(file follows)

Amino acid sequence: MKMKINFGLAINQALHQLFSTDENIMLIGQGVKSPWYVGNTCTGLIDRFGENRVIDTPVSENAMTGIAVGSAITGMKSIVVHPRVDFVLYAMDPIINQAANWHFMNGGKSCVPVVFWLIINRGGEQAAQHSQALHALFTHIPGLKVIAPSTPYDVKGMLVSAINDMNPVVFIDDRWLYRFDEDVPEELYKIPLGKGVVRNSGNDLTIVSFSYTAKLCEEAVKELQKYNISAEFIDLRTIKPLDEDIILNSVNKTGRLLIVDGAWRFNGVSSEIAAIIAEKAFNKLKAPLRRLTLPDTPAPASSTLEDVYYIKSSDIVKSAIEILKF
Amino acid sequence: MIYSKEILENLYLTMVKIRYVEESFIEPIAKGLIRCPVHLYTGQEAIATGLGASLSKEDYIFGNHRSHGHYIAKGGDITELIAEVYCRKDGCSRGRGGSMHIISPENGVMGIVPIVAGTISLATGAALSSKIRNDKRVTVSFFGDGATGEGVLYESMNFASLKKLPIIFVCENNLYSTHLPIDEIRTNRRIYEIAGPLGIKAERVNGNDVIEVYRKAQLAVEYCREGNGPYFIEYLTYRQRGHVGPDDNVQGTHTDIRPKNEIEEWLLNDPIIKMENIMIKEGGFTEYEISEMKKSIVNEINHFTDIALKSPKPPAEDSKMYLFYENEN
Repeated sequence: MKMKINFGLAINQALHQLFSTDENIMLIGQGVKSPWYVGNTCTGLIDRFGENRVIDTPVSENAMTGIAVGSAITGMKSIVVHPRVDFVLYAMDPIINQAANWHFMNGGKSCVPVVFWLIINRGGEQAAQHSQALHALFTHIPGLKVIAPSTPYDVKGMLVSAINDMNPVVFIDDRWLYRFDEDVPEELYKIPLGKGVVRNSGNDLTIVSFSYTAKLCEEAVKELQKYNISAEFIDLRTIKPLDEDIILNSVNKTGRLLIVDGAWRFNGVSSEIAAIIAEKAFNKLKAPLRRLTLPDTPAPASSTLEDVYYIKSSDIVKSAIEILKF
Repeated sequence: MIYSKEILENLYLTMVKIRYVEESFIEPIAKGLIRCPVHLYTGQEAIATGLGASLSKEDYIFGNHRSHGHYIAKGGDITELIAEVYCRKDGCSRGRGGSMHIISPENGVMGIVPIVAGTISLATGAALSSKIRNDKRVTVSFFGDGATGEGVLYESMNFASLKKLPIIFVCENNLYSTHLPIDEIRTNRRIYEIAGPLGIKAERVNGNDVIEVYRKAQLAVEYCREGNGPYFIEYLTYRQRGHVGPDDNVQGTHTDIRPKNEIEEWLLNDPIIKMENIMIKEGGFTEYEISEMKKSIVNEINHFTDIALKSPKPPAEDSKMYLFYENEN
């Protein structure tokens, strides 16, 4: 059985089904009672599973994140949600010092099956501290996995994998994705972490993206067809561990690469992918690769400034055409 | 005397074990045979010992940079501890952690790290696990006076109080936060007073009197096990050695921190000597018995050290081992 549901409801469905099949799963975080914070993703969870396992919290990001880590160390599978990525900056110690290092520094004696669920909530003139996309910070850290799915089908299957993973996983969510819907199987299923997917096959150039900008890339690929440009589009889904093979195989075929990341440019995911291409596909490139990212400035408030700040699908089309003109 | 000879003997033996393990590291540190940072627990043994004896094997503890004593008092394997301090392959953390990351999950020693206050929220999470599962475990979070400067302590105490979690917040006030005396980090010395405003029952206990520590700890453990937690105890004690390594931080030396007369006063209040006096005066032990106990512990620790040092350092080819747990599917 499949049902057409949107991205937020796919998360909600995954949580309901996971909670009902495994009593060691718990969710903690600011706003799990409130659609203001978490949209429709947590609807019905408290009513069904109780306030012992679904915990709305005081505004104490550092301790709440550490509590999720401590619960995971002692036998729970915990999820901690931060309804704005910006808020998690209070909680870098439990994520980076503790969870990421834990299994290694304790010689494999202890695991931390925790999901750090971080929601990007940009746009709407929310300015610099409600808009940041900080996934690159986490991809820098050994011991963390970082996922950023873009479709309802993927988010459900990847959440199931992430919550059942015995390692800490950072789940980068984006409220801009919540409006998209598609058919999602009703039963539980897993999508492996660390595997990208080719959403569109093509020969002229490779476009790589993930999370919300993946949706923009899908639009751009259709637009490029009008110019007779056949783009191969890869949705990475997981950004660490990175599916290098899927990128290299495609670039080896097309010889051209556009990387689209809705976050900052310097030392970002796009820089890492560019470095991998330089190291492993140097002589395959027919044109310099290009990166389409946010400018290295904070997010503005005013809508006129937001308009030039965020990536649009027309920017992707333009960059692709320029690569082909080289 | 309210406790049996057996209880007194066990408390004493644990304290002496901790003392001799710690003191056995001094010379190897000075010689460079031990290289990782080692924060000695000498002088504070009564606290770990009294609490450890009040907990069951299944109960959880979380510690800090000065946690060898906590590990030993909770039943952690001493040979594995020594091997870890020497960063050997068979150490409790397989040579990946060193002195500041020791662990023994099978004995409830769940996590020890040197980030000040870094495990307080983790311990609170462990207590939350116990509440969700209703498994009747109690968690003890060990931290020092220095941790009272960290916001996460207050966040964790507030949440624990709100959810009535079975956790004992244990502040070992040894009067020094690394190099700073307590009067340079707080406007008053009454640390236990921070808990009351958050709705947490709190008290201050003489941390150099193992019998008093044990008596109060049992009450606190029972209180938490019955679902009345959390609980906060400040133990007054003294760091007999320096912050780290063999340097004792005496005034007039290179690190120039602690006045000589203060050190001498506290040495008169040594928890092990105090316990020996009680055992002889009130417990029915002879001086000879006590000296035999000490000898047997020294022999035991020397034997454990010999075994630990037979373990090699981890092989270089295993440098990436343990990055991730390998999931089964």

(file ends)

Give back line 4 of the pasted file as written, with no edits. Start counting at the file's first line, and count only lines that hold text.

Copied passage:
Repeated sequence: MIYSKEILENLYLTMVKIRYVEESFIEPIAKGLIRCPVHLYTGQEAIATGLGASLSKEDYIFGNHRSHGHYIAKGGDITELIAEVYCRKDGCSRGRGGSMHIISPENGVMGIVPIVAGTISLATGAALSSKIRNDKRVTVSFFGDGATGEGVLYESMNFASLKKLPIIFVCENNLYSTHLPIDEIRTNRRIYEIAGPLGIKAERVNGNDVIEVYRKAQLAVEYCREGNGPYFIEYLTYRQRGHVGPDDNVQGTHTDIRPKNEIEEWLLNDPIIKMENIMIKEGGFTEYEISEMKKSIVNEINHFTDIALKSPKPPAEDSKMYLFYENEN